# 8: Roots and Radicals

- Page ID
- 5172

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- 8.3: Simplify Radical Expressions
- We will simplify radical expressions in a way similar to how we simplified fractions. A fraction is simplified if there are no common factors in the numerator and denominator. To simplify a fraction, we look for any common factors in the numerator and denominator. A radical expression, ⁿ√ a , is considered simplified if it has no factors of mⁿ. So, to simplify a radical expression, we look for any factors in the radicand that are powers of the index.

- 8.4: Simplify Rational Exponents
- Rational exponents are another way of writing expressions with radicals. When we use rational exponents, we can apply the properties of exponents to simplify expressions.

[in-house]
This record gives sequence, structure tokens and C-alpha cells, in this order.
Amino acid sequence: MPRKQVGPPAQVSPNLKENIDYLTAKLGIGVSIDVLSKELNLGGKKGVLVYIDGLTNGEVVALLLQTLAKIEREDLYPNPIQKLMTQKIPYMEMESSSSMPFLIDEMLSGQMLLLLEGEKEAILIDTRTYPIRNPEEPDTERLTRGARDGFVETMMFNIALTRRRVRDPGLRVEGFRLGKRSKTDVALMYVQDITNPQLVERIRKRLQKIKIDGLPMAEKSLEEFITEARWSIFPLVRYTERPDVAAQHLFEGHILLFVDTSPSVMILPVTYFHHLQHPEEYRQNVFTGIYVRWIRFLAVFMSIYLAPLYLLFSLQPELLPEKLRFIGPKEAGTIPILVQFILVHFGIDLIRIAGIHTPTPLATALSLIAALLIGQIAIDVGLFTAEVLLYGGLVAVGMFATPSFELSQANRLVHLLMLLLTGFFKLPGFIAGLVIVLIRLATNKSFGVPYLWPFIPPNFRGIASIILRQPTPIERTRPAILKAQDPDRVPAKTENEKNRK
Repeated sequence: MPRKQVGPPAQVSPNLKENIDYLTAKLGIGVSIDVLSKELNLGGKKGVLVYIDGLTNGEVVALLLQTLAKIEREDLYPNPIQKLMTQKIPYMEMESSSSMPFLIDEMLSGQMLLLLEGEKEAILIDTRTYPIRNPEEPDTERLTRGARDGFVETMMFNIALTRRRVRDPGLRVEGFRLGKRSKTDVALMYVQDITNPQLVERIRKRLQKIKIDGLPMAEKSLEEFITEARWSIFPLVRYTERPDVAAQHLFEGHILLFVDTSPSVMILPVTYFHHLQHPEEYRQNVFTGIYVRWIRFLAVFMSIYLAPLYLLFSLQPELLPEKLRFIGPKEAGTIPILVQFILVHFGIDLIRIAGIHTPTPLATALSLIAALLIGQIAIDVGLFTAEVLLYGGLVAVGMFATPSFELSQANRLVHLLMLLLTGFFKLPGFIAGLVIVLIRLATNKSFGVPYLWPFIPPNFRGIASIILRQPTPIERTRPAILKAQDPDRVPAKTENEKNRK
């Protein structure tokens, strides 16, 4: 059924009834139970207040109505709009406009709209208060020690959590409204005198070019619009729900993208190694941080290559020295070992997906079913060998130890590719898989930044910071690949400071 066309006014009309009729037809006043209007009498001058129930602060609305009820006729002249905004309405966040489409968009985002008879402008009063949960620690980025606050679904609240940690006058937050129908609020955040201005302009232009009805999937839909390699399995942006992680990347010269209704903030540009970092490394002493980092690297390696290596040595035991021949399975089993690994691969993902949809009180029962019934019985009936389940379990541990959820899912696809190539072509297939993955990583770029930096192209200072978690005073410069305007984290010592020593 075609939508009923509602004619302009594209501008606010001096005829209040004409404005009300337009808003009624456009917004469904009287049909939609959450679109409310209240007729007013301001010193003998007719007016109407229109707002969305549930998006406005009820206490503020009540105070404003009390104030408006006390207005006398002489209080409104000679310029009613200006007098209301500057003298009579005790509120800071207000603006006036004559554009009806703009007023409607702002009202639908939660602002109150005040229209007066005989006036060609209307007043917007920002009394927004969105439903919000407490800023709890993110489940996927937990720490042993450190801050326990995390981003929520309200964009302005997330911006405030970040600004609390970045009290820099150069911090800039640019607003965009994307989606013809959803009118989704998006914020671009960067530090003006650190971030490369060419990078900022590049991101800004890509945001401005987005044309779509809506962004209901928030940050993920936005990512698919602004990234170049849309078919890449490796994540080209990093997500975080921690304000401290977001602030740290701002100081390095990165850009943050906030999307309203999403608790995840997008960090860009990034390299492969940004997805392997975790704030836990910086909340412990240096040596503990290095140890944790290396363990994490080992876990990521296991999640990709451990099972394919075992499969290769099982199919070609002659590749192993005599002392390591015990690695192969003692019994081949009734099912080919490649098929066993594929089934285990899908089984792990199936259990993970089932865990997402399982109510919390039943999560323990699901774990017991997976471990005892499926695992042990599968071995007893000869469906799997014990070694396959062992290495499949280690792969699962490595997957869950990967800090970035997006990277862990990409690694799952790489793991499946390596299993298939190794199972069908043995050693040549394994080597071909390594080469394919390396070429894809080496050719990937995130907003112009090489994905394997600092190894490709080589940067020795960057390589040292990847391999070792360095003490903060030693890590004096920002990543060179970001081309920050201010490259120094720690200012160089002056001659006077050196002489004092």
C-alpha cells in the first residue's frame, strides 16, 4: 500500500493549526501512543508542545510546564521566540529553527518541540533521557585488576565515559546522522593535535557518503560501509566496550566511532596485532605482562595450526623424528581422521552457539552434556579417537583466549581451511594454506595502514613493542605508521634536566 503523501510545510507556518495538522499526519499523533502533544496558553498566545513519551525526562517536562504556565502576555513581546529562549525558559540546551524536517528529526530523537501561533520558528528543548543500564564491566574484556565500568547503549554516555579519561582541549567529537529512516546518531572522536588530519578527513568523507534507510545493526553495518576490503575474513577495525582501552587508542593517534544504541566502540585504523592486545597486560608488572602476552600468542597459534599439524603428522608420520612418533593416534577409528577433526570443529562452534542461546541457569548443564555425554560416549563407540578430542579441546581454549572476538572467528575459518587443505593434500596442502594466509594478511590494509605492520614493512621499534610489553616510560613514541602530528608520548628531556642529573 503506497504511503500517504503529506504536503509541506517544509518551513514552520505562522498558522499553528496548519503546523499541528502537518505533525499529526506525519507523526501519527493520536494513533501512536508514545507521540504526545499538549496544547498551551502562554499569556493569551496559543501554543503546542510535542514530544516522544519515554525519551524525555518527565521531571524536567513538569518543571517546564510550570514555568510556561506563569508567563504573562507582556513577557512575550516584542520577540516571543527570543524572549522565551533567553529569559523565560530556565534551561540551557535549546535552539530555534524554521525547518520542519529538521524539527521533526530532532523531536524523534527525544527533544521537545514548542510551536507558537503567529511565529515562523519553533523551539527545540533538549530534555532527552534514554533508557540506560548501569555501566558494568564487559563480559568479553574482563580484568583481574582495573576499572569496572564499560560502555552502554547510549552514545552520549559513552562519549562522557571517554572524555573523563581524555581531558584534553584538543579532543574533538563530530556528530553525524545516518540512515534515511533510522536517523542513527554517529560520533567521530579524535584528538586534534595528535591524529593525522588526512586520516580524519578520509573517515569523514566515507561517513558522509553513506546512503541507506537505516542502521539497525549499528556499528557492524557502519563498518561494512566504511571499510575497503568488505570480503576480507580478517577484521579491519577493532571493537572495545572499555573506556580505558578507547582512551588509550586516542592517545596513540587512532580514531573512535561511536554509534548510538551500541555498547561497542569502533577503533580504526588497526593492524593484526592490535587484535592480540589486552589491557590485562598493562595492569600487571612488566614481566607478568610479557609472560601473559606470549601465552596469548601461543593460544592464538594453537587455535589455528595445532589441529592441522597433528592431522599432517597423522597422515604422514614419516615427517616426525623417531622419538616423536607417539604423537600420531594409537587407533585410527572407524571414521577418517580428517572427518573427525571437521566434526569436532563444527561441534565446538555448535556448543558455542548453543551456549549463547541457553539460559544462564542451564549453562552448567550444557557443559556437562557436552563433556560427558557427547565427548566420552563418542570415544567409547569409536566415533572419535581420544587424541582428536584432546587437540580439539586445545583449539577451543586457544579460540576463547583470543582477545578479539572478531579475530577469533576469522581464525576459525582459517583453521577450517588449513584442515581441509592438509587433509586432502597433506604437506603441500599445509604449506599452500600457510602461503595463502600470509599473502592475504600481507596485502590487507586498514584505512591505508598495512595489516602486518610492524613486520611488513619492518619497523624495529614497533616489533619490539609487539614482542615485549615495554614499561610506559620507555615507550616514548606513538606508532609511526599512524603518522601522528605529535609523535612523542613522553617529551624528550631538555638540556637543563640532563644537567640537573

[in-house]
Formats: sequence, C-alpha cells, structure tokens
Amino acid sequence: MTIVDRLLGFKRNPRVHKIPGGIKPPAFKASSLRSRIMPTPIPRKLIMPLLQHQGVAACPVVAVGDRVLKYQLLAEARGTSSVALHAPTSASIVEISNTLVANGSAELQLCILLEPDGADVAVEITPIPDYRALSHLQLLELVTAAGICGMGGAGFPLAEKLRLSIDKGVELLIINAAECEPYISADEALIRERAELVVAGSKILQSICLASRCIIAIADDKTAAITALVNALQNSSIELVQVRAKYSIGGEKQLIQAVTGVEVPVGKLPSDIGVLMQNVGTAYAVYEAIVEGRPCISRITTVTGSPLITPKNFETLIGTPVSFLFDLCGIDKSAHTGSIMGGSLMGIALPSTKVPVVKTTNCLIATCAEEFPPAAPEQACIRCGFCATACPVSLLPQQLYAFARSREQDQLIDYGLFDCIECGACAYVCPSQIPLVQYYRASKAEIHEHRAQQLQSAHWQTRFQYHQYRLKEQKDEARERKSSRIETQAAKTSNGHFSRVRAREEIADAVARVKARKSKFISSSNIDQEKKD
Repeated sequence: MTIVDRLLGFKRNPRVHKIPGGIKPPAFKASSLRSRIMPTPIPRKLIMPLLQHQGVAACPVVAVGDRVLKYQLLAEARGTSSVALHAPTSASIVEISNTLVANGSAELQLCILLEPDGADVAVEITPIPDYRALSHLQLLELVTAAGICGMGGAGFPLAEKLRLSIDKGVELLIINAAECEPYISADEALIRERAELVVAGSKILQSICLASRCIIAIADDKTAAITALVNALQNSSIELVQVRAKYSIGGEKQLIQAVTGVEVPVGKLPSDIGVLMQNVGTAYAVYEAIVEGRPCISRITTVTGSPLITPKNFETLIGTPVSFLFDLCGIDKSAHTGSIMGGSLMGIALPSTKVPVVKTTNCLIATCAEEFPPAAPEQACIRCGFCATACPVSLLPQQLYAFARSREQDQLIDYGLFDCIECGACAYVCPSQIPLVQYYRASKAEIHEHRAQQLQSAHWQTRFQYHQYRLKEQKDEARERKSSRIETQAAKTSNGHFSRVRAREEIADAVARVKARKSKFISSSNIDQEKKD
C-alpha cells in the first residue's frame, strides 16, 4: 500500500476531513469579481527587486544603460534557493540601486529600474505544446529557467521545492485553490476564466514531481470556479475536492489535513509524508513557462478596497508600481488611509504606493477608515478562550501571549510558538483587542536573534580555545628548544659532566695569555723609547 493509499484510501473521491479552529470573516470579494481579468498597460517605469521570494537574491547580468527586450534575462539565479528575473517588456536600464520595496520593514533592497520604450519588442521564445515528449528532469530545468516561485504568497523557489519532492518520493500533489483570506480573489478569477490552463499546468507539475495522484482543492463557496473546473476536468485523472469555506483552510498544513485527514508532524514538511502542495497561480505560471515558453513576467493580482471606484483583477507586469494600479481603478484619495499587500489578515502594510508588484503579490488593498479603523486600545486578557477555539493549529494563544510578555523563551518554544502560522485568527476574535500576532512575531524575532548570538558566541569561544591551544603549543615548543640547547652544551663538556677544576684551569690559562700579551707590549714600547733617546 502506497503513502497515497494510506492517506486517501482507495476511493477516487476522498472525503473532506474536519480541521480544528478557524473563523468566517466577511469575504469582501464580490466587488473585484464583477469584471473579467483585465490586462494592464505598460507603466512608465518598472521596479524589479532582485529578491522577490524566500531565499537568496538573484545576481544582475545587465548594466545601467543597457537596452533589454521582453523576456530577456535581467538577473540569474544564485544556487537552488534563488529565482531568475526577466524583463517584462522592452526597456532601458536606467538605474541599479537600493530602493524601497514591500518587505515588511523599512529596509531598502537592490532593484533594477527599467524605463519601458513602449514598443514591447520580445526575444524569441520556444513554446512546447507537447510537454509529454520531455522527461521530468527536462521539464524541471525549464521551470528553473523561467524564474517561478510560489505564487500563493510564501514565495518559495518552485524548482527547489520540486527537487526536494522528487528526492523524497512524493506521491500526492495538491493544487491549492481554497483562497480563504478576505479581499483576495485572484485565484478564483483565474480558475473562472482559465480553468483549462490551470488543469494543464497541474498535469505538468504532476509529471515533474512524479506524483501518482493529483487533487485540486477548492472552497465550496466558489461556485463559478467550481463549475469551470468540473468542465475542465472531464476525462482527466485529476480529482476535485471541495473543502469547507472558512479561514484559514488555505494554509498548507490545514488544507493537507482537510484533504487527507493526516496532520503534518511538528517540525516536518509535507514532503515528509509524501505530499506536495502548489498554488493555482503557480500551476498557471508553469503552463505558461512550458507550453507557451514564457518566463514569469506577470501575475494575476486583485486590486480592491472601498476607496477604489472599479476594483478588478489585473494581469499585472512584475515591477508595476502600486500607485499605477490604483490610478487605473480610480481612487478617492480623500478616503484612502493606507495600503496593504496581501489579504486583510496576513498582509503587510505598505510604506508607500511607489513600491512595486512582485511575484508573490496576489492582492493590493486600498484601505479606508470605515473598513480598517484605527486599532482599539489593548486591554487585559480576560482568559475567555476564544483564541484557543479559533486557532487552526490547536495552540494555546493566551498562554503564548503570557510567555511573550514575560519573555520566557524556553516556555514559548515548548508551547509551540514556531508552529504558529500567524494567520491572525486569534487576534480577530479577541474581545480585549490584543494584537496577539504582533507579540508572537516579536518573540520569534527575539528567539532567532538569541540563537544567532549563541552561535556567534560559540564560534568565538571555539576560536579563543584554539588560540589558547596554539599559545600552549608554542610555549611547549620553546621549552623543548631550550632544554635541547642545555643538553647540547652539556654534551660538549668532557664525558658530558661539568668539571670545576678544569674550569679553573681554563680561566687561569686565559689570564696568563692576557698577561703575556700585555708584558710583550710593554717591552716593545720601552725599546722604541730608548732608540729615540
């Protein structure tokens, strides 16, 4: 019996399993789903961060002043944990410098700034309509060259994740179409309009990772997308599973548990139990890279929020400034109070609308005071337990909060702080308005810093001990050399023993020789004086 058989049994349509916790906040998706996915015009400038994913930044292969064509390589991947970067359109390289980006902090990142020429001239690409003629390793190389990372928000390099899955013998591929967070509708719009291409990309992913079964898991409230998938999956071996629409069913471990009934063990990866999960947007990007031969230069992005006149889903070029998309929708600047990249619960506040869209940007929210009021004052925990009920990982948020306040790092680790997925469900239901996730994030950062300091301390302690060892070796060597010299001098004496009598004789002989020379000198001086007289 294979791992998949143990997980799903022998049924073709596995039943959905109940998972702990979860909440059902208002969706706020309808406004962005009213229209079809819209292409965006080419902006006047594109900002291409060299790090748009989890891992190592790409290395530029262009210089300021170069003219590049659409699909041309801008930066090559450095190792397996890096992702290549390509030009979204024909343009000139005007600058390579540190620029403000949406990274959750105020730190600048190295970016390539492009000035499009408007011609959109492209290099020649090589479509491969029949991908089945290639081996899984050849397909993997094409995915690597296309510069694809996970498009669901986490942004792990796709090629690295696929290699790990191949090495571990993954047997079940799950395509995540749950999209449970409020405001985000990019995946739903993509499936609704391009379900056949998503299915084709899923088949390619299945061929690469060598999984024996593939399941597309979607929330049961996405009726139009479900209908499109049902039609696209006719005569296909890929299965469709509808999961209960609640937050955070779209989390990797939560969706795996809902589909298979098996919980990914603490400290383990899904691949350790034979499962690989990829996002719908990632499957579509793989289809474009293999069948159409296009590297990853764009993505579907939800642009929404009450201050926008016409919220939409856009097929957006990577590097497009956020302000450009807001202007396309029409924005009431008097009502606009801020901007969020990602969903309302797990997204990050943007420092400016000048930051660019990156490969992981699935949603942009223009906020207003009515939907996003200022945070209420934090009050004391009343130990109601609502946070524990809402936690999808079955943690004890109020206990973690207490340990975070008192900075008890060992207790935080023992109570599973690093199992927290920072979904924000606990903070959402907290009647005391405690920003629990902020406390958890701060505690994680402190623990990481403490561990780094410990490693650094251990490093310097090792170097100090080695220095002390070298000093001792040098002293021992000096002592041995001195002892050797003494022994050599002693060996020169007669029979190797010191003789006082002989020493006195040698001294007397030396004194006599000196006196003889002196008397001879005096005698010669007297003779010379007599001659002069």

- 8.5: Add, Subtract, and Multiply Radical Expressions
- Adding radical expressions with the same index and the same radicand is just like adding like terms. We call radicals with the same index and the same radicand like radicals to remind us they work the same as like terms.

- 8.6: Divide Radical Expressions
- We have used the Quotient Property of Radical Expressions to simplify roots of fractions. We will need to use this property ‘in reverse’ to simplify a fraction with radicals. We give the Quotient Property of Radical Expressions again for easy reference. Remember, we assume all variables are greater than or equal to zero so that no absolute value bars re needed.

- 8.8: Use Radicals in Functions
- In this section we will extend our previous work with functions to include radicals. If a function is defined by a radical expression, we call it a radical function.

*Thumbnail: The mathematical expression "The (principal) square root of x". (GPL, David Vignoni (original icon); Flamurai (SVG convertion); bayo (color)).*